Long before “The Lion King,” my nana taught me about the circle of life. She should have gotten a copyright on that speech, because “The Lion King” became a movie, then a stage play, and a movie again. It made a mint! Unfortunately, the story that life is cyclical is not something you can patent. It’s a tale as old as time (whoops, it runs in the family).

I’ve often told the story, on podcasts and in print, that I learned about the power of humor at a funeral.

By the way, Alanis Morissette, if you’re reading this, that is the true meaning of irony.

I was very young when my Aunt Eleanor died. I don’t know if it was my first funeral, but it was the first one I remember. I don’t have a T-shirt or a Christmas ornament that says, “baby’s first funeral” to commemorate the event so I’m not exactly sure.

I remember being angry in the funeral parlor because people were telling funny stories, joking and laughing. I was sad and everyone else was having a good time. I was angry because I didn’t think it was respectful. My nana told me that people used humor to cope. She said, “Telling stories helped people remember all the good times. They wanted to reminisce about Eleanor, because they loved her.”

It was a very valuable lesson. My nana taught me that life is a series of hellos and goodbyes. It’s what we do in between that matters.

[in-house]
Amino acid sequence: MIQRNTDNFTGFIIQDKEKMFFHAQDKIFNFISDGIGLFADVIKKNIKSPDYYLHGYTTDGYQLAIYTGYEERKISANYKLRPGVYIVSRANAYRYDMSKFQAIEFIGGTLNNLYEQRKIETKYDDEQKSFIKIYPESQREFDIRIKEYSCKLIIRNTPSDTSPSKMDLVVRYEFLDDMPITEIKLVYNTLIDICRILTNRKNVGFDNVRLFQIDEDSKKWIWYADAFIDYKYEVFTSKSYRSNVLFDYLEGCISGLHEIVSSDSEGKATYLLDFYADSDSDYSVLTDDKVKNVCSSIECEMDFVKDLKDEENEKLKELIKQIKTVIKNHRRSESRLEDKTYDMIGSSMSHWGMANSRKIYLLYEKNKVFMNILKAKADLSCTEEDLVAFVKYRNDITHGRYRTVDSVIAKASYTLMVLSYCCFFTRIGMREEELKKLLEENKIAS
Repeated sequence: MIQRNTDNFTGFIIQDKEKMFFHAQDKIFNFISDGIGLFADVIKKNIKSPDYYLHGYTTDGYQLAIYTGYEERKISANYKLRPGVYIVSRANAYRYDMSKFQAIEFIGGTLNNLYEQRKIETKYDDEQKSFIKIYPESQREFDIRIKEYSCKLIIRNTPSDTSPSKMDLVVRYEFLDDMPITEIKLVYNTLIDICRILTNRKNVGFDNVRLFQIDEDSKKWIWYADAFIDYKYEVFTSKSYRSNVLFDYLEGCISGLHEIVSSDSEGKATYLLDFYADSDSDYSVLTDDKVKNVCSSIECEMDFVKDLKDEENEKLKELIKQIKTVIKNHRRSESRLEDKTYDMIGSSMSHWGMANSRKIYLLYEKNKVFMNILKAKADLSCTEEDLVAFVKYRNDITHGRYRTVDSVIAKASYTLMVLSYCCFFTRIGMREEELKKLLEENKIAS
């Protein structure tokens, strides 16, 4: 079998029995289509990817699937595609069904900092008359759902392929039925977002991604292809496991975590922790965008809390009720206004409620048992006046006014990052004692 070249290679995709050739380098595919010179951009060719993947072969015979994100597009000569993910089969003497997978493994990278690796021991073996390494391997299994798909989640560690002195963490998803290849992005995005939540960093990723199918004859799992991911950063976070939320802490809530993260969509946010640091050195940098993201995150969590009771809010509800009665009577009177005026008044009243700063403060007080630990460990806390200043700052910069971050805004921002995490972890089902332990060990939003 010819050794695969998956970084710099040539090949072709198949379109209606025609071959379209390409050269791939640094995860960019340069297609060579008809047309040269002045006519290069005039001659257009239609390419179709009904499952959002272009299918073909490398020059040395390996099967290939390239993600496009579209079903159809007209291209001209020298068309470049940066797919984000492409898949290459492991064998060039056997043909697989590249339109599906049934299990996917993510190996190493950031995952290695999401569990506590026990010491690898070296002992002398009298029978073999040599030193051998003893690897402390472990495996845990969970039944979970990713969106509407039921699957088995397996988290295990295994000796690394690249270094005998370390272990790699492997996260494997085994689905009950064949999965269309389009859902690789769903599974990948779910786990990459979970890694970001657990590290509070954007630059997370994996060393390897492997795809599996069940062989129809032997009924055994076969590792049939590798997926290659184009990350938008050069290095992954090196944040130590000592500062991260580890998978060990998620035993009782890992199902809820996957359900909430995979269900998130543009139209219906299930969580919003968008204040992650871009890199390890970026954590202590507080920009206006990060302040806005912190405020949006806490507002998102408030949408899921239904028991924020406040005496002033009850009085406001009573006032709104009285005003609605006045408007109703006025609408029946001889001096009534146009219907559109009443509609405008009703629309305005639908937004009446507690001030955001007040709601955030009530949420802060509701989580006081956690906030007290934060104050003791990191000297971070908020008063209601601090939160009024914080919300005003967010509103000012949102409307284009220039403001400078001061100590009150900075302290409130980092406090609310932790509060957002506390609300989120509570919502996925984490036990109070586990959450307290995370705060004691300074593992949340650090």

Life lessons and chocolate chip cookies were her specialties.

Humor became an important tool for me. I keep it in the shed next to the weed whacker.

Reminder: K sounds are funny. That’s why the weed whacker is funnier than the lawnmower.

P.S. I am now picturing a comedy club in the tool shed where the weed whacker is the headliner and the lawnmower is jealous of his talent. My brain likes to go on long, strange journeys.

But I digress, like I do. Comedy is important. It’s not JUST for making fun of the oddballs at Walmart.

Just because I joke, it doesn’t mean that I have some sort of problem-free philosophy (luckily, my nana never said the words “Hakuna Matata”). My life is not free of problems, but I like to alleviate some of those problems with humor.

Good jokes. Bad jokes. Puns. A dirty limerick (don’t tell anyone).

Humor helps us cope. It gets us through some rough spots.

I had a tough couple of days and I didn’t think I’d be ready to write a humor column this week, but here we are.

I was at a funeral recently, and my family, friends and loved ones shared funny stories. I didn’t get angry this time. Instead, I told my own funny stories about my beloved godson who left us way too soon. We’ve come full circle.

We need the laughter and the tears. I am just over here petitioning for more laughter and fewer tears.

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